This part of the program is partnership with the Oceanographic Research Institute who are the tagging authorities here in Southern Africa. We use traditional
tagging methods to keep track of population growth and movement. This data is supplemented with genetic samples and is used to DNA barcode the different species of shark we encounter.
During our summer months, we take part in a Smooth Hammerhead Shark data and sample collection, which is used to assess the ecological significance of the shark within the bay. Our bay boasts over 20 different elasmobranch species, and it is important to assess the health of these species as they are ecologically important to the health of our ocean. The tags we currently use rely on a marked recapture system, making the need to spend more time on the water that much greater.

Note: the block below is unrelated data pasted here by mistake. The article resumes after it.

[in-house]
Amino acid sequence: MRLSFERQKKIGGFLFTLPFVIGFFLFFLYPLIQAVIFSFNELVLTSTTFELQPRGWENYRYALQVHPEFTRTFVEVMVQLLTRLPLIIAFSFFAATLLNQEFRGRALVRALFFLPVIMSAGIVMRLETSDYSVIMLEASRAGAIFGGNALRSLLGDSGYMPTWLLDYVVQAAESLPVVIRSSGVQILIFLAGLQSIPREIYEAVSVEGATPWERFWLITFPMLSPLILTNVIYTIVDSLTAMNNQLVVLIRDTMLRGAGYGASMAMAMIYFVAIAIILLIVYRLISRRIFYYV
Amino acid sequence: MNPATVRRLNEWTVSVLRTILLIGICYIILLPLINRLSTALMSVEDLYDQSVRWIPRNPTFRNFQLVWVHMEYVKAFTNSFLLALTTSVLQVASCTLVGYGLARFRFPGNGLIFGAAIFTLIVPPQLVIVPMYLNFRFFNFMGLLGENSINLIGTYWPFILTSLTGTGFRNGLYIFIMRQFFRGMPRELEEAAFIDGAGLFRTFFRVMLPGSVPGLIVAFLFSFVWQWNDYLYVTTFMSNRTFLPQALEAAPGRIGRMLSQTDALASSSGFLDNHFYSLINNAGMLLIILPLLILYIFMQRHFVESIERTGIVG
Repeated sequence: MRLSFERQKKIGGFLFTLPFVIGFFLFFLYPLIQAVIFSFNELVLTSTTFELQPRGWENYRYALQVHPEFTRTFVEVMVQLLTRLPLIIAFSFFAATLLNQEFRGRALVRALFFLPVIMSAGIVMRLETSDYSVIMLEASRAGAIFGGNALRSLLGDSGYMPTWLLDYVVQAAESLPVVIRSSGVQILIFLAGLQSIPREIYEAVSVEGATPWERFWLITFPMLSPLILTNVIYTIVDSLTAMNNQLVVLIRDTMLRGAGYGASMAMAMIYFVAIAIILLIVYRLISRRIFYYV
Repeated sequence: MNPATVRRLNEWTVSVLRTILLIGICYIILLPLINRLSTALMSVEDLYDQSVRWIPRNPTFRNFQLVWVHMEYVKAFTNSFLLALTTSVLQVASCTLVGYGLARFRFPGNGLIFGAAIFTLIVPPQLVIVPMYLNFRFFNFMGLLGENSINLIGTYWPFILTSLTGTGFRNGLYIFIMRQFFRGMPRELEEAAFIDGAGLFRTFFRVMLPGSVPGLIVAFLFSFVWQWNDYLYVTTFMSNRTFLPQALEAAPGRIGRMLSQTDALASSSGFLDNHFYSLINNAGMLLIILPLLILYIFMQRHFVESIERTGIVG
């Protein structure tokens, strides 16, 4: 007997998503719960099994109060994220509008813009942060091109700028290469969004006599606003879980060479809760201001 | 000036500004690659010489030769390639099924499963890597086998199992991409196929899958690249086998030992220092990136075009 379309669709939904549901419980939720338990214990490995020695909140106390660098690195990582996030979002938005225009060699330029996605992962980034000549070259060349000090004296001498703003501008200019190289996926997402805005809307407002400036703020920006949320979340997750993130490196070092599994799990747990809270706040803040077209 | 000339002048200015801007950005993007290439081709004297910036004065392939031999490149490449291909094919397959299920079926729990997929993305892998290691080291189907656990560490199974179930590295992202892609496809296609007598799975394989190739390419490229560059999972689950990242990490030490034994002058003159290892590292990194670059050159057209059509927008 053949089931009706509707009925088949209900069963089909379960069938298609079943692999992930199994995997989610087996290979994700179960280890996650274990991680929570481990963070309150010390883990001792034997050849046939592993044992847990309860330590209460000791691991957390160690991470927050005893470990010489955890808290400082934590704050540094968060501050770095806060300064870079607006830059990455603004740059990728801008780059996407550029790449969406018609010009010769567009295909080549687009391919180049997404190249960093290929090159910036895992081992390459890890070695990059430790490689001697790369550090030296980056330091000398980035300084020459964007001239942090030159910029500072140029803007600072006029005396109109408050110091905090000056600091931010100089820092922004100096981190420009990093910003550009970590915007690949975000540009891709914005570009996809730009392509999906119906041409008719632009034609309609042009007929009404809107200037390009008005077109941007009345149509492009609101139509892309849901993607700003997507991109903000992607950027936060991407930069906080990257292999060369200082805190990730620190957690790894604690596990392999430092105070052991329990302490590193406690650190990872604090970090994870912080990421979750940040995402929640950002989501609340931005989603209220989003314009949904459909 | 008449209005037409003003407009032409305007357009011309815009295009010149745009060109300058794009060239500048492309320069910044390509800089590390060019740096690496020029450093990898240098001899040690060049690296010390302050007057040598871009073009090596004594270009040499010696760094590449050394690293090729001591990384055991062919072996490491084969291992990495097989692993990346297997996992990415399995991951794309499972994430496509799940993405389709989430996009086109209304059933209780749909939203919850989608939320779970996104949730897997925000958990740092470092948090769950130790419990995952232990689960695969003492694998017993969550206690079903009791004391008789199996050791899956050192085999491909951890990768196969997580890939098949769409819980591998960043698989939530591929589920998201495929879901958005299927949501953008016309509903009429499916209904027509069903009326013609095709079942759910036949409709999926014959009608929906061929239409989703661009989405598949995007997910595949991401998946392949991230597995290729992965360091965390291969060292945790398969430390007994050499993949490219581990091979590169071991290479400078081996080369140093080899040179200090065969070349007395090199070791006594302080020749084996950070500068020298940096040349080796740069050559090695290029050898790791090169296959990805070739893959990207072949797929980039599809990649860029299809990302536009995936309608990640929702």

This is real hands on work and will give you the opportunity to work in extremely close contact with these other shark species. With the over fishing of sharks, this work is of great importance and it’s fun.
Participants are taught to capture and tag sharks in a way that is as safe and
stress free for the shark as possible.